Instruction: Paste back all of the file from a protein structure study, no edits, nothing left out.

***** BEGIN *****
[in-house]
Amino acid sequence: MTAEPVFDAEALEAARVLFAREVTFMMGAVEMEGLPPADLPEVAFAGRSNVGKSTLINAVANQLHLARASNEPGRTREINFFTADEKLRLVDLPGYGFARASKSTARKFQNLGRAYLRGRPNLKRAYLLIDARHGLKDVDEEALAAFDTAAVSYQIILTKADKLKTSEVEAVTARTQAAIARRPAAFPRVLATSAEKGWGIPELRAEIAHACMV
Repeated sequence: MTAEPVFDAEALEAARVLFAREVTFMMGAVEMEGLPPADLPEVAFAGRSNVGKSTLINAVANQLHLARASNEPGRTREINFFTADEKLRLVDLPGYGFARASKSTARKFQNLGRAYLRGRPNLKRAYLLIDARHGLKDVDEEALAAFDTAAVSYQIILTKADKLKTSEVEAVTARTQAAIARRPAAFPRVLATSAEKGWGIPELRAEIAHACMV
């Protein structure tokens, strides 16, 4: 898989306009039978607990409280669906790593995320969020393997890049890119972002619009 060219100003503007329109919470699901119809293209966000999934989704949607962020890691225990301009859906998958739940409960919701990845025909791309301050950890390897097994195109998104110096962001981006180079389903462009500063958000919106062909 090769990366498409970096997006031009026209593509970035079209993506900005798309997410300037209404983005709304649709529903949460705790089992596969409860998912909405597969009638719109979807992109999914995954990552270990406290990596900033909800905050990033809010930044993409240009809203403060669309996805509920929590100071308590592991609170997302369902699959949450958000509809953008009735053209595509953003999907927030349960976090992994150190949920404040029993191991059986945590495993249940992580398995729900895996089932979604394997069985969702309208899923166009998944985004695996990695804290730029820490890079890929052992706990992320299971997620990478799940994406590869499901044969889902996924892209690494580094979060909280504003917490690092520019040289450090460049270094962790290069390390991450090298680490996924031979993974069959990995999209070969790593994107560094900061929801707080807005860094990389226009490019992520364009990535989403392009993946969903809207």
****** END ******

[in-house]
Amino acid sequence: MTAEPVFDAEALEAARVLFAREVTFMMGAVEMEGLPPADLPEVAFAGRSNVGKSTLINAVANQLHLARASNEPGRTREINFFTADEKLRLVDLPGYGFARASKSTARKFQNLGRAYLRGRPNLKRAYLLIDARHGLKDVDEEALAAFDTAAVSYQIILTKADKLKTSEVEAVTARTQAAIARRPAAFPRVLATSAEKGWGIPELRAEIAHACMV
Repeated sequence: MTAEPVFDAEALEAARVLFAREVTFMMGAVEMEGLPPADLPEVAFAGRSNVGKSTLINAVANQLHLARASNEPGRTREINFFTADEKLRLVDLPGYGFARASKSTARKFQNLGRAYLRGRPNLKRAYLLIDARHGLKDVDEEALAAFDTAAVSYQIILTKADKLKTSEVEAVTARTQAAIARRPAAFPRVLATSAEKGWGIPELRAEIAHACMV
């Protein structure tokens, strides 16, 4: 898989306009039978607990409280669906790593995320969020393997890049890119972002619009 060219100003503007329109919470699901119809293209966000999934989704949607962020890691225990301009859906998958739940409960919701990845025909791309301050950890390897097994195109998104110096962001981006180079389903462009500063958000919106062909 090769990366498409970096997006031009026209593509970035079209993506900005798309997410300037209404983005709304649709529903949460705790089992596969409860998912909405597969009638719109979807992109999914995954990552270990406290990596900033909800905050990033809010930044993409240009809203403060669309996805509920929590100071308590592991609170997302369902699959949450958000509809953008009735053209595509953003999907927030349960976090992994150190949920404040029993191991059986945590495993249940992580398995729900895996089932979604394997069985969702309208899923166009998944985004695996990695804290730029820490890079890929052992706990992320299971997620990478799940994406590869499901044969889902996924892209690494580094979060909280504003917490690092520019040289450090460049270094962790290069390390991450090298680490996924031979993974069959990995999209070969790593994107560094900061929801707080807005860094990389226009490019992520364009990535989403392009993946969903809207």